Tuesday, December 9, 2014

Samson and the Slave Queen (1963) review


Pierre Brice (Zorro/Ramon), Alan Steel (Maciste), Moira Orfei (Malva Gutierrez), Maria Grazia Spina (Isabella Larzon), Massimo Serato (Garcia Higuera), Andrea Aureli (Rabek), Attilio Dottesio (General Savedra), Ignazio Balsamo (Joaquin), Aldo Bufi Landi (Daikor), Nazzareno Zamperla (Santos)

Directed by Umberto Lenzi

The Short Version: Italy's globetrotting strongman teams up with Johnston McCulley's Spanish fox for this action packed, rollickingly good family entertainment from Umberto Lenzi no less. It's typical old fashioned matinee escapism as two hissin' cousins -- one good, one evil -- vie for the throne vacated by their dead uncle. Enter our two heroes and their mission to be the first to find the late King's will. Lots of action, double-crosses, traps, and subterfuge enhance this fast-paced adventure. Lenzi even finds room for a battle with an uncharacteristically hyper alligator! It's muscle flexing and buckle swashing aplenty in this high-spirited action fantasy.

King Philip IV of Nogara dies a victim of the Plague while in Guadarrama in Madrid. One of his two nieces, Malva and Isabella, is promised the kingdom, written down in the King's will that he kept with him. Till it can be read, the document is being transported back to Nogara through hostile territory by General Savedra. Fearing her virtuous cousin will be named heir, the duplicitous Malva and her greedy lover, Garcia hatch a plan to intercept the will, and replace it with one that will name her the successor. Both Malva and Garcia hire Maciste, a strongman raising money for a sick child, to retrieve the scroll, giving him a false story as the motive for the task. The mission is complicated once ruthless bandit Rabek ambushes Savedra, killing him and his men, and making off with their supplies and the dead King's will. Meanwhile, the Spanish swordsman Zorro is intent on procuring the document as well.

When AIP snagged this bizarre 1963 strongman adventure they pulled one of their typical title change maneuvers. They turned Maciste into Samson, and left Zorro totally out of the title billing; replacing him with a non-existent Slave Queen. As popular as Zorro was, and as eager as AIP was to milk every possible drop of exploitable elements from their films and acquisitions, this was a perfect opportunity to do so. Possibly 'Samson vs. Zorro' was too risky a concept even for AIP. Re-christened SAMSON AND THE SLAVE QUEEN, it was the 'B' side to the more lavishly mounted, but equally entertaining GOLIATH AND THE SINS OF BABYLON, also from 1963.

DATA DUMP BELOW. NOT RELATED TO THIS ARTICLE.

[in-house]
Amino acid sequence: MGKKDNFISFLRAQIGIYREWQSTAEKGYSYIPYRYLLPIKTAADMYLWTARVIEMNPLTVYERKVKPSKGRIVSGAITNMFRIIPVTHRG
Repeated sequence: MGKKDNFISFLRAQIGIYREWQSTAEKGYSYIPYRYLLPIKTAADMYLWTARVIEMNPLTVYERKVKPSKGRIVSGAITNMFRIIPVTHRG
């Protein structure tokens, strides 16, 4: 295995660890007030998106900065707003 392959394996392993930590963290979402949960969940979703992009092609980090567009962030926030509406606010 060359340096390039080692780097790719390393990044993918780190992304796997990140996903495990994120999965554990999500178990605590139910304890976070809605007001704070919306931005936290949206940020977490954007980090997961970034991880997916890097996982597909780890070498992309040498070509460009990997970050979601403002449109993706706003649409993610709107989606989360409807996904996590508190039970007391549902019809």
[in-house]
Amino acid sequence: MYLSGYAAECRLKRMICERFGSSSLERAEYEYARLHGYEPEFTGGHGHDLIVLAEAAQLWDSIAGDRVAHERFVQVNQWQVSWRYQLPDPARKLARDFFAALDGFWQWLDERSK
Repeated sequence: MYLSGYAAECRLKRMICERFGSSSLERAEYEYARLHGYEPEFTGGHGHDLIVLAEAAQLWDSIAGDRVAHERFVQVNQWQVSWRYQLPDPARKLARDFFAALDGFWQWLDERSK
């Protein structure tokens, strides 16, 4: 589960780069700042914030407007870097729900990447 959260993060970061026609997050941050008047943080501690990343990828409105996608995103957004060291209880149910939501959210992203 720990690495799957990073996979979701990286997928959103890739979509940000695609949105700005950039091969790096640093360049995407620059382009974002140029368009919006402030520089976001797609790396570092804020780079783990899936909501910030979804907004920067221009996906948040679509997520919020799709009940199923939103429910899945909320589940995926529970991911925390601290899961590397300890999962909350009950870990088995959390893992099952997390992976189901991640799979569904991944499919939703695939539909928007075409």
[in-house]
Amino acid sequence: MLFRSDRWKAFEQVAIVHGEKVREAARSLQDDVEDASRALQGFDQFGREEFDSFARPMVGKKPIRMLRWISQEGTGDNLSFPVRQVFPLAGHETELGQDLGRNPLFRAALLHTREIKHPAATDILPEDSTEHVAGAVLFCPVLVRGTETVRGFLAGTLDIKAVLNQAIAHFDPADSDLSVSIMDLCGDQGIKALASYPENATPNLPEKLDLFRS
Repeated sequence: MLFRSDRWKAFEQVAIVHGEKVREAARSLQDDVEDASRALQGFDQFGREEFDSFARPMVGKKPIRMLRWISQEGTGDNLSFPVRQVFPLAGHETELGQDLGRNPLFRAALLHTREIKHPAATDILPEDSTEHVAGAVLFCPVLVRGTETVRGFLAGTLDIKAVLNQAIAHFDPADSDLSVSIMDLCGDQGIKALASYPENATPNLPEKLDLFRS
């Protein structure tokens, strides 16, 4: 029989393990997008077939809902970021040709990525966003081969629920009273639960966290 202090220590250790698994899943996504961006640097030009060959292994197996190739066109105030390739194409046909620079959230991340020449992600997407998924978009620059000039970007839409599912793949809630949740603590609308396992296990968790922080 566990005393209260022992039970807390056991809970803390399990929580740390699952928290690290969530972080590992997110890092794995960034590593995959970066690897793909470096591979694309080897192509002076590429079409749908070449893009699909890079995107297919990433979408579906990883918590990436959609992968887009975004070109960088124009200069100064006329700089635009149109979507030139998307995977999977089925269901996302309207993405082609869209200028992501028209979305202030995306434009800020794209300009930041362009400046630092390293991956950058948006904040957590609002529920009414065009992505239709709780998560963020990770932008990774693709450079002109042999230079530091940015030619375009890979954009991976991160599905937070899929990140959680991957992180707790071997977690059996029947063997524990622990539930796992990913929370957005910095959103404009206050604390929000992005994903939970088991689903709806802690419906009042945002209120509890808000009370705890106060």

Much like the mythological Hercules, Maciste, and other Torch & Toga personages, Zorro became its own cottage industry in Europe with some two dozen adventures of the Spanish fox in the 50s, 60s, and 70s. Like the peplums and westerns, Zorro showed his versatility by doing comedy in some of his features; especially once the topic was sufficiently milked for all it was worth. When a film proved popular, the European showmen could easily put American producers to shame when it came to cranking out bandwagon pictures. Regarding Umberto Lenzi's curious mishmash, it is an astonishingly well fashioned entry of both the Fusto and Zorro canon. Many actors familiar to European genre movie fans have played the role -- Guy Stockwell, Fabio Testi, Howard Ross, George Ardisson (twice), George Hilton, Alain Delon, Gordon Scott, and Pierre Brice (twice). The same can be said for the other popular heroic figure sharing the screen with El Zorro.

Maciste, that Italian loincloth-wearing, world traveler for good, was played by most of the big name stars of the genre. Alan Steel, alias Sergio Ciani played the role twice; that other occasion being the cult favorite, HERCULES AGAINST THE MOON MEN (1964). An unknown commodity in America, the character was a household name in Europe dating back to cinema screens as early as 1914. The character was never assigned to any particular time period, and showed up in numerous eras, both modern and mythological. The 60s films put him exclusively in a time frame ranging between prehistory and the 17th century. For the purposes of Lenzi's movie, Maciste, that mountain of muscle is temporarily calling Spain home.

The script (a joint effort of Guido Malatesta and Umberto Lenzi) is pure matinee styled escapism. The plot is good, even if it's recycled from a hundred other similar movies. Unlike the joviality and constant playfulness of Luigi Capuano's own crossover, ZORRO AND THE THREE MUSKETEERS (1963), there's a real sense of adventure unfolding in Lenzi's movie. There's a lot going on, but not a cascade of characters that muddies the scenario. The romance angle is also more believable than the two presented in Capuano's picture. The relationship between Ramon and Isabella (two names that were also utilized in the other Zorro film) has substance to it. However, Capuano's picture has the upper hand in the action department with its better sword duels. Still, Lenzi's movie is more creative with its action and the variance of it.